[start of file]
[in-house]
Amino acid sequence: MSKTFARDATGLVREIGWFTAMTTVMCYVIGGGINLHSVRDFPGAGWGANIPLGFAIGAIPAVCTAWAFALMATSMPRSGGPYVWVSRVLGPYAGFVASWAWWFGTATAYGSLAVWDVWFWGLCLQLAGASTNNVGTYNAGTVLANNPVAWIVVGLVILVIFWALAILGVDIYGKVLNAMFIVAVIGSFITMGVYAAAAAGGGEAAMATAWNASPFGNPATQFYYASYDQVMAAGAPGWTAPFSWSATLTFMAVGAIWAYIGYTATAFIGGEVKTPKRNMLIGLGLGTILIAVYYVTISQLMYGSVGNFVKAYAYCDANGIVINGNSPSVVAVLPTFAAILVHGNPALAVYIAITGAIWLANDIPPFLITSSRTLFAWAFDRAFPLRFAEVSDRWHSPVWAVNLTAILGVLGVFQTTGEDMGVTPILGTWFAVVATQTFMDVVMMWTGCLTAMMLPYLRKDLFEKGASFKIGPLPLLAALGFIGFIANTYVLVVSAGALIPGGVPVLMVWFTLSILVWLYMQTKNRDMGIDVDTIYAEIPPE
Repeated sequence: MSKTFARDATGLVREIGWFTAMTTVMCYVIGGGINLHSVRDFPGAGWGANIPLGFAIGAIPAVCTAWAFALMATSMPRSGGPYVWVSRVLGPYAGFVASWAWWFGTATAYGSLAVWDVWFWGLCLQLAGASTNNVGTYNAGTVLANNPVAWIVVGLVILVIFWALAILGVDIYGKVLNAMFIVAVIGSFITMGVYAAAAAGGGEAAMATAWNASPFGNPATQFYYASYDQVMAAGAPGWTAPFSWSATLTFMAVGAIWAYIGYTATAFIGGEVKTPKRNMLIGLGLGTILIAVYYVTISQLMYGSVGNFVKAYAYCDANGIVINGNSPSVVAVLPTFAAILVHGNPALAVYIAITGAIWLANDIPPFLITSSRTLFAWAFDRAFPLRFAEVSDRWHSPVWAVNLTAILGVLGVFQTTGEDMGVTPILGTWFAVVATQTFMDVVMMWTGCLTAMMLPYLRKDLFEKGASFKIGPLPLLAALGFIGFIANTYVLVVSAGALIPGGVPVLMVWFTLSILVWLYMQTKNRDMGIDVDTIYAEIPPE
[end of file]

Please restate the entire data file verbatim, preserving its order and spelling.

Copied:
[in-house]
Amino acid sequence: MSKTFARDATGLVREIGWFTAMTTVMCYVIGGGINLHSVRDFPGAGWGANIPLGFAIGAIPAVCTAWAFALMATSMPRSGGPYVWVSRVLGPYAGFVASWAWWFGTATAYGSLAVWDVWFWGLCLQLAGASTNNVGTYNAGTVLANNPVAWIVVGLVILVIFWALAILGVDIYGKVLNAMFIVAVIGSFITMGVYAAAAAGGGEAAMATAWNASPFGNPATQFYYASYDQVMAAGAPGWTAPFSWSATLTFMAVGAIWAYIGYTATAFIGGEVKTPKRNMLIGLGLGTILIAVYYVTISQLMYGSVGNFVKAYAYCDANGIVINGNSPSVVAVLPTFAAILVHGNPALAVYIAITGAIWLANDIPPFLITSSRTLFAWAFDRAFPLRFAEVSDRWHSPVWAVNLTAILGVLGVFQTTGEDMGVTPILGTWFAVVATQTFMDVVMMWTGCLTAMMLPYLRKDLFEKGASFKIGPLPLLAALGFIGFIANTYVLVVSAGALIPGGVPVLMVWFTLSILVWLYMQTKNRDMGIDVDTIYAEIPPE
Repeated sequence: MSKTFARDATGLVREIGWFTAMTTVMCYVIGGGINLHSVRDFPGAGWGANIPLGFAIGAIPAVCTAWAFALMATSMPRSGGPYVWVSRVLGPYAGFVASWAWWFGTATAYGSLAVWDVWFWGLCLQLAGASTNNVGTYNAGTVLANNPVAWIVVGLVILVIFWALAILGVDIYGKVLNAMFIVAVIGSFITMGVYAAAAAGGGEAAMATAWNASPFGNPATQFYYASYDQVMAAGAPGWTAPFSWSATLTFMAVGAIWAYIGYTATAFIGGEVKTPKRNMLIGLGLGTILIAVYYVTISQLMYGSVGNFVKAYAYCDANGIVINGNSPSVVAVLPTFAAILVHGNPALAVYIAITGAIWLANDIPPFLITSSRTLFAWAFDRAFPLRFAEVSDRWHSPVWAVNLTAILGVLGVFQTTGEDMGVTPILGTWFAVVATQTFMDVVMMWTGCLTAMMLPYLRKDLFEKGASFKIGPLPLLAALGFIGFIANTYVLVVSAGALIPGGVPVLMVWFTLSILVWLYMQTKNRDMGIDVDTIYAEIPPE